In order to plan and coordinate activities, organizations need to remain in continual communication with each other and data needs to be transferred as smoothly and efficiently as possible. Managing the implementation of these technologies are database analysts, who not only help businesses utilize their database systems but also set up the necessary hardware and software.
Working for a large variety of organizations ranging from retail stores to educational institutions, data analysts, also called data managers, handle electronic information found on computer systems in order to fulfill the data needs of clients. These analysts must make sure that the information is easily shareable, understandable, accessible and accurate. They must also know how all of the database systems interact with each other and they must be able to draw diagrams in order to show how these systems will work. Ultimately, they must be able to get the computers purchased by the company to work together. When all of these computers are hooked up, data analysts test the system to make sure that it works. Many data analysts must also focus on the security of the information found in the database. Data analysts also make sure that the systems technology is up-to-date, so that information can be transferred in the most efficient way possible.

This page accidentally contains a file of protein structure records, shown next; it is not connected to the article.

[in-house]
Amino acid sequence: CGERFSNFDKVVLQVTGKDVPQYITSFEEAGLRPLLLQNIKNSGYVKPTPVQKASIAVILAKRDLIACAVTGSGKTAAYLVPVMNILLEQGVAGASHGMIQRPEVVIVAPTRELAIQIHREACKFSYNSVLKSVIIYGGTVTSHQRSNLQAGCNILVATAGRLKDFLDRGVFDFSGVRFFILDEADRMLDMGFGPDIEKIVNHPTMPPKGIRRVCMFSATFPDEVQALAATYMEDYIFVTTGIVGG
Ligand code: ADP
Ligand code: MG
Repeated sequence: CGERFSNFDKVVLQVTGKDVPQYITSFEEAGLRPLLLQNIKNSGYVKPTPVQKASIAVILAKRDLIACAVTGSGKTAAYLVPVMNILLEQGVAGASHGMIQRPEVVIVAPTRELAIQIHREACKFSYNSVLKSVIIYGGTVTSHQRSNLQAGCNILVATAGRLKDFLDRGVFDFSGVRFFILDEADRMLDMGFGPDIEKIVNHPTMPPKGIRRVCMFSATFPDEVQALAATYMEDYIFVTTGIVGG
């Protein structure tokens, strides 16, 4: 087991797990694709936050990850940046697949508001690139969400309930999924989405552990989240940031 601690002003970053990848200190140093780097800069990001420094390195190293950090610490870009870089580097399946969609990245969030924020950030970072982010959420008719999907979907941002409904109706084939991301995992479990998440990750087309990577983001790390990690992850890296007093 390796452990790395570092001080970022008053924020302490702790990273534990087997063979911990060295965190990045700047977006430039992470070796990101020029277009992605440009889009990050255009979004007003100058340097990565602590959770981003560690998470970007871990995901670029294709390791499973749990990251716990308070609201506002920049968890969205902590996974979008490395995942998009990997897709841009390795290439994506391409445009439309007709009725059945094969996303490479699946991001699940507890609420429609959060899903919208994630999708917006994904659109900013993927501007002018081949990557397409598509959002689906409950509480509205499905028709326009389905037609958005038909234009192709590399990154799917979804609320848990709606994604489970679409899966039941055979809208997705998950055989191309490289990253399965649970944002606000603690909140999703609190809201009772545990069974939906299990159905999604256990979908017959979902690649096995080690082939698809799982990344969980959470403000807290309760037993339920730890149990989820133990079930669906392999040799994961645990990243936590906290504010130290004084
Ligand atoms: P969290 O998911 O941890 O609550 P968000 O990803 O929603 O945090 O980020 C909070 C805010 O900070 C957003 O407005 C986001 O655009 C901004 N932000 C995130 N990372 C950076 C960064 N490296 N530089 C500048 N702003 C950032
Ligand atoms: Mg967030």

A computer science, information science or management information systems degree is usually needed in order to become a database analyst. In addition to developing commuter skills, database analysts acquire mathematical skills, and writing skills. Database analysts must be proficient with computers and must know several applications such as Excel, Access and SQL.
Database analysts must have good communication skills, since they often have to communicate technical information to non-technical staff. They must thoroughly familiarize themselves with the company policies and procedures of the institutions they work for. Many database analysts are also expected to be familiar with the type of businesses that they intend to work for and the legacy systems in that business.
961,200 computer network, systems, and database administrators were employed in 2008, according to the Bureau of Labor Statistics. Between 2008 and 2018, the need for database analysts is expected to grow by 30 percent, due to an increase in the need for organizations to store and organize raw data and trends.
The Bureau of Labor Statistics reported that the median earnings for computer database analysts were $66,310 in 2008. The lowest 10 percent earned $41,000 and the highest 10 percent earned $104,070.
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